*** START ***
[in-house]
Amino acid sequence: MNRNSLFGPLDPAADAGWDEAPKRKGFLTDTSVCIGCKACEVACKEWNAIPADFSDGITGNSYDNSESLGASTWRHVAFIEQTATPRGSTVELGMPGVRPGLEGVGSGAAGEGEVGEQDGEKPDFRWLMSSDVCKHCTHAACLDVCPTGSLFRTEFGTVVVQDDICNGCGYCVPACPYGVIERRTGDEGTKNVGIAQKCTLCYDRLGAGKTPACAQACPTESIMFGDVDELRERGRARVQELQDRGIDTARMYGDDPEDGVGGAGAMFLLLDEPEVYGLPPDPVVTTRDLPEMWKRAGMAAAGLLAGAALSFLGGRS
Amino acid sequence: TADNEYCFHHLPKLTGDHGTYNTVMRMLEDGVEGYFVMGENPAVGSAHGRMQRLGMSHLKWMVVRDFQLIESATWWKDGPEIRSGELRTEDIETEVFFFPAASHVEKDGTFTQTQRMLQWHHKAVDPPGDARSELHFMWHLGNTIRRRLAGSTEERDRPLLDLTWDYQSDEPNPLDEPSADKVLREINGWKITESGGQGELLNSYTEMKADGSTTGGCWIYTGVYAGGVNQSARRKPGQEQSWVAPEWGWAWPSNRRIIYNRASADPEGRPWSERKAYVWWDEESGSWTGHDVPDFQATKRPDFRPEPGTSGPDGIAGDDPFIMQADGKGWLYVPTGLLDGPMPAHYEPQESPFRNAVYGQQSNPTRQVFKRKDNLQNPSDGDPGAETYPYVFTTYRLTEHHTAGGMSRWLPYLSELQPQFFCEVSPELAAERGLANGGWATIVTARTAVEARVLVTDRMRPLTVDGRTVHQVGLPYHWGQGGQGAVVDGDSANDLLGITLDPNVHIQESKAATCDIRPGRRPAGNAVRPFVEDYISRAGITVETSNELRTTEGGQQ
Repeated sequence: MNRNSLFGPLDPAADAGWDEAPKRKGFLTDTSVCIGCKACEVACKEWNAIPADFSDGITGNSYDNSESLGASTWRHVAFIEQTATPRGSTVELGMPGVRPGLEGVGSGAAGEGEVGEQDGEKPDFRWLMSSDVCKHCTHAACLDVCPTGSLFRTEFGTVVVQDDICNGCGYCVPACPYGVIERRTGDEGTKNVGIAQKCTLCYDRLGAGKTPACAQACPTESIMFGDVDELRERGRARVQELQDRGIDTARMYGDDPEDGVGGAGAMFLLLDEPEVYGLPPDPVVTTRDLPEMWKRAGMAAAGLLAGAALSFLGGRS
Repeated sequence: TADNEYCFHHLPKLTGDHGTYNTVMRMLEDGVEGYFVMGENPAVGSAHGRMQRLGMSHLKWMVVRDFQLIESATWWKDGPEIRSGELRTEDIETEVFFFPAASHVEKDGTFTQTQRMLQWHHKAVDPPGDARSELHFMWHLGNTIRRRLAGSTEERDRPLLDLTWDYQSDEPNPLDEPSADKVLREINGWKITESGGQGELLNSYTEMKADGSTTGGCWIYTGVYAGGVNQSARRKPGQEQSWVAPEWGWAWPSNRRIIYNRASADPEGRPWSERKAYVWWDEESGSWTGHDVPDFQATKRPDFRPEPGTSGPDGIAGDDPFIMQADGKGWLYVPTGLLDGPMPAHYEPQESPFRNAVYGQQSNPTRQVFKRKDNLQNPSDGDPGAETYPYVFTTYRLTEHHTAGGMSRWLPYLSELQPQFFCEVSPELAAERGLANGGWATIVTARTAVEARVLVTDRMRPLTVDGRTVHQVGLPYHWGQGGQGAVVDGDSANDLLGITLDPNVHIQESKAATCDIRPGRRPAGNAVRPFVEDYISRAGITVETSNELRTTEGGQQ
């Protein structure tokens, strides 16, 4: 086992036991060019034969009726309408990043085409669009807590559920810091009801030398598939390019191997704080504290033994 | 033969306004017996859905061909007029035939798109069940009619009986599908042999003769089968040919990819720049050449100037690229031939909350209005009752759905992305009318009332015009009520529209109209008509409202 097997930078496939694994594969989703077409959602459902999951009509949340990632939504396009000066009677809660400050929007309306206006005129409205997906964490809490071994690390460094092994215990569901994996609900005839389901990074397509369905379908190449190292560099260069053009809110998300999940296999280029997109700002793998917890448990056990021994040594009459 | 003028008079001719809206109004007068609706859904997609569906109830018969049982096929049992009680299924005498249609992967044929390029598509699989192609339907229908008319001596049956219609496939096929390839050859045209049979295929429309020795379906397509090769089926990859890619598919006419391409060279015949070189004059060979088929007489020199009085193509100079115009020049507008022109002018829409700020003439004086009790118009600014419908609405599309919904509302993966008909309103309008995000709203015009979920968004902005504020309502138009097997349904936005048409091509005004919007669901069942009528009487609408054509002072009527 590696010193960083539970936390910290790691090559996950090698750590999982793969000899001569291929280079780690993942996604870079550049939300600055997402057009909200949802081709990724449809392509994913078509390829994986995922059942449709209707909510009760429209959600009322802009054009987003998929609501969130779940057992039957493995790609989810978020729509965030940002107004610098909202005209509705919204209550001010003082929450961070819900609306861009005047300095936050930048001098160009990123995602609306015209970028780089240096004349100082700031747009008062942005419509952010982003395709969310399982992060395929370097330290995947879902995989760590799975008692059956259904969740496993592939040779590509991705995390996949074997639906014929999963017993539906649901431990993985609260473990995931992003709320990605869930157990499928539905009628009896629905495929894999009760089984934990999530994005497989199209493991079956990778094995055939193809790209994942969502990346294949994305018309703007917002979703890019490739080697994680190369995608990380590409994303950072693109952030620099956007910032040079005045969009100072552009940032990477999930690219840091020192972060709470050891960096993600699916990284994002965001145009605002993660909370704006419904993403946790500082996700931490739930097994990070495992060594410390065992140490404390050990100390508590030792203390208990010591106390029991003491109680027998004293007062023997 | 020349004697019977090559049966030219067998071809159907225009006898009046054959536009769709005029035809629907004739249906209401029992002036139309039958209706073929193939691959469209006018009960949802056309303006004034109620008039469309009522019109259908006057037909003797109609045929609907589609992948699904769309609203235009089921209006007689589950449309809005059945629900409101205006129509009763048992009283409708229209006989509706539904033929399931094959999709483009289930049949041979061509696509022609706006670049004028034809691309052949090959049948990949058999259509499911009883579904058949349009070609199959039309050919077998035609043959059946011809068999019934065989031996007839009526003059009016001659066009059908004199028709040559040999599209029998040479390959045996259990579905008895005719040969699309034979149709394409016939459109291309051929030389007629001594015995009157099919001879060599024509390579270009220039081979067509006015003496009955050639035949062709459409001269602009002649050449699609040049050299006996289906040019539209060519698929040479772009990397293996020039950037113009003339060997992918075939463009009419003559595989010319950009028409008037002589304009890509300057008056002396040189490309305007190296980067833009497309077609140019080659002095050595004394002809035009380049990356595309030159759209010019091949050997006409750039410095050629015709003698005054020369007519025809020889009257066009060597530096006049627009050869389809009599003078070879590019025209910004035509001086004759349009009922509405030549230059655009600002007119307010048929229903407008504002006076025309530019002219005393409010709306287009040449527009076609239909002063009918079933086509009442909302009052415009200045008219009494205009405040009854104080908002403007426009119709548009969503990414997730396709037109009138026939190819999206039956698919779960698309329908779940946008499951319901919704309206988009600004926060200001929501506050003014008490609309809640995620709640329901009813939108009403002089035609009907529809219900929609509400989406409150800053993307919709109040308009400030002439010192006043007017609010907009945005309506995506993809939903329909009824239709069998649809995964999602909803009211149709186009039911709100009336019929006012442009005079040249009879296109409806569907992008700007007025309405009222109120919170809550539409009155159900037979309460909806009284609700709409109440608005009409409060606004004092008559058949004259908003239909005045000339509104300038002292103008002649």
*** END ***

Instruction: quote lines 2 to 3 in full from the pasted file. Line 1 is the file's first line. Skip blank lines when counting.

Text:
Amino acid sequence: MNRNSLFGPLDPAADAGWDEAPKRKGFLTDTSVCIGCKACEVACKEWNAIPADFSDGITGNSYDNSESLGASTWRHVAFIEQTATPRGSTVELGMPGVRPGLEGVGSGAAGEGEVGEQDGEKPDFRWLMSSDVCKHCTHAACLDVCPTGSLFRTEFGTVVVQDDICNGCGYCVPACPYGVIERRTGDEGTKNVGIAQKCTLCYDRLGAGKTPACAQACPTESIMFGDVDELRERGRARVQELQDRGIDTARMYGDDPEDGVGGAGAMFLLLDEPEVYGLPPDPVVTTRDLPEMWKRAGMAAAGLLAGAALSFLGGRS
Amino acid sequence: TADNEYCFHHLPKLTGDHGTYNTVMRMLEDGVEGYFVMGENPAVGSAHGRMQRLGMSHLKWMVVRDFQLIESATWWKDGPEIRSGELRTEDIETEVFFFPAASHVEKDGTFTQTQRMLQWHHKAVDPPGDARSELHFMWHLGNTIRRRLAGSTEERDRPLLDLTWDYQSDEPNPLDEPSADKVLREINGWKITESGGQGELLNSYTEMKADGSTTGGCWIYTGVYAGGVNQSARRKPGQEQSWVAPEWGWAWPSNRRIIYNRASADPEGRPWSERKAYVWWDEESGSWTGHDVPDFQATKRPDFRPEPGTSGPDGIAGDDPFIMQADGKGWLYVPTGLLDGPMPAHYEPQESPFRNAVYGQQSNPTRQVFKRKDNLQNPSDGDPGAETYPYVFTTYRLTEHHTAGGMSRWLPYLSELQPQFFCEVSPELAAERGLANGGWATIVTARTAVEARVLVTDRMRPLTVDGRTVHQVGLPYHWGQGGQGAVVDGDSANDLLGITLDPNVHIQESKAATCDIRPGRRPAGNAVRPFVEDYISRAGITVETSNELRTTEGGQQ